A few weeks after working on this article with Employee X, she informed me that she had quit. Recently, corporate had started implementing something called “coaching documents,” which, she told me, “are basically mini write-ups to document when you talked with a team member about not using the right procedure to sell the item of the day, or ask for coupons, or sell tote bags (which is our new thing, and they’re awful), and I’m not about that. It goes against basically every study about productivity and behavior change. You don’t get real, genuine change by having your employees feel scared to not do it or get written up; you get change by making them feel empowered to do better and focusing on positives and building them up.” She had already decided to leave, but told her boss she refused to implement these changes for her last two weeks. Her health was suffering from the schedule and from never getting meal breaks, and she’s looking forward to getting her system back in order.
It is very easy to assume that the way most businesses hope to attract and retain customers is through a policy of superior customer service (combined with competitive prices and selection), and that when the service we think we are owed is not forthcoming it must somehow be the result of employees just not caring enough to do their jobs properly. But that is not always the case, and especially when we are talking about very large, national chain stores. The daily and weekly tasks and goals that each store must meet preclude the employees spending a great deal of time with customers. When employees are skipping meals in order to complete their daily tasks, they simply aren’t allowed the luxury of taking time with customers. It’s not necessarily an issue of someone with a bad attitude who doesn’t “get” customer service. It is an issue of how large retail chains keep costs down in order to also keep prices low, while still maintaining expected profit levels.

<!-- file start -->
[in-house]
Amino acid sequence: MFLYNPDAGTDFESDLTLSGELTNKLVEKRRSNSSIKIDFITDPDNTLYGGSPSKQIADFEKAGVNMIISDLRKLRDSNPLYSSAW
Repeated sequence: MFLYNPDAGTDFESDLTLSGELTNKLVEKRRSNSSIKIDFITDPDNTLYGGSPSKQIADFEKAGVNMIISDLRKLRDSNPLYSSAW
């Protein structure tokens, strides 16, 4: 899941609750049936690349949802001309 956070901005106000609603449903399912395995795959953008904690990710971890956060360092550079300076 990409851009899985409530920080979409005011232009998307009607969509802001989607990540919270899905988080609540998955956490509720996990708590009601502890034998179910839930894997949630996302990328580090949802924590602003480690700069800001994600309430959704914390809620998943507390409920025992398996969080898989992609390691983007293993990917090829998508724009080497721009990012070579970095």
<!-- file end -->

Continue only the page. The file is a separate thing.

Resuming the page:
Add to this a chain-wide system of “write-ups” that document each time you fail to do something you are expected to do. Imagine having so many things to accomplish, and no way to add time or people to get them done, plus being worried that you’ll get written up for not finishing them. Or for forgetting to ask for coupons. Or for not using the right language to sell a tote bag. On an empty stomach.
The takeaway I hope you get from all this is that Jo-Ann’s simply isn’t set up to be the place you go in order to interact with employees and get tons of advice and hand holding. And that it isn’t necessarily because the people there don’t want to help you, but because the staffing and payroll system prevents them from spending the time to do so. And demanding that they do when you go won’t change anything, but may end up getting someone written up. “Asking us to plan, design, sketch out, or otherwise be involved in your project is well beyond what we get paid to do, and can actually get us in trouble,” says Employee X.
I believe there is a place in the quilting and sewing world for stores like Jo-Ann’s alongside independently owned shops (and yes, I prefer to shop with independents whenever possible). I have had a lot of quilters tell me that were it not for the cheap fabrics and thread they can get there, they would not be able to quilt at all. Sometimes, there simply isn’t a local independent shop close enough. However, we need to stop thinking of Jo-Ann’s as a place that should function exactly like those independent shops, just on a larger, and cheaper, scale. They don’t. And it isn’t necessarily the fault of the people on the sales floor.
That’s not to say that I don’t believe places such as Jo-Ann’s can’t or shouldn’t change, only that the people on the sales floor are not the ones who can directly change it. If you think a large, corporately owned chain needs to change, you need to let the higher-ups know, not the workers. Write them. Don’t tie your comments to a particular store or employee, because that could result in unintended consequences for them, but let the big wigs know that the system as is stands makes customers angry and employees miserable.
WRITER'S NOTE: For what it's worth, I do understand that this is not the story for every single employee in every single store. I am happy to hear from anyone who enjoys shopping or working there, and I have approved every single comment I have received that tells the good side of things. I may even contact some of those people to get their side of the story for a follow-up post. If you wish to tell me about how well your store is staffed and run, please do so, but not while insulting the people who have not been as lucky as you or implying that they must be lying. Read through all the comments and you'll see too many corroborating stories for that to be the case.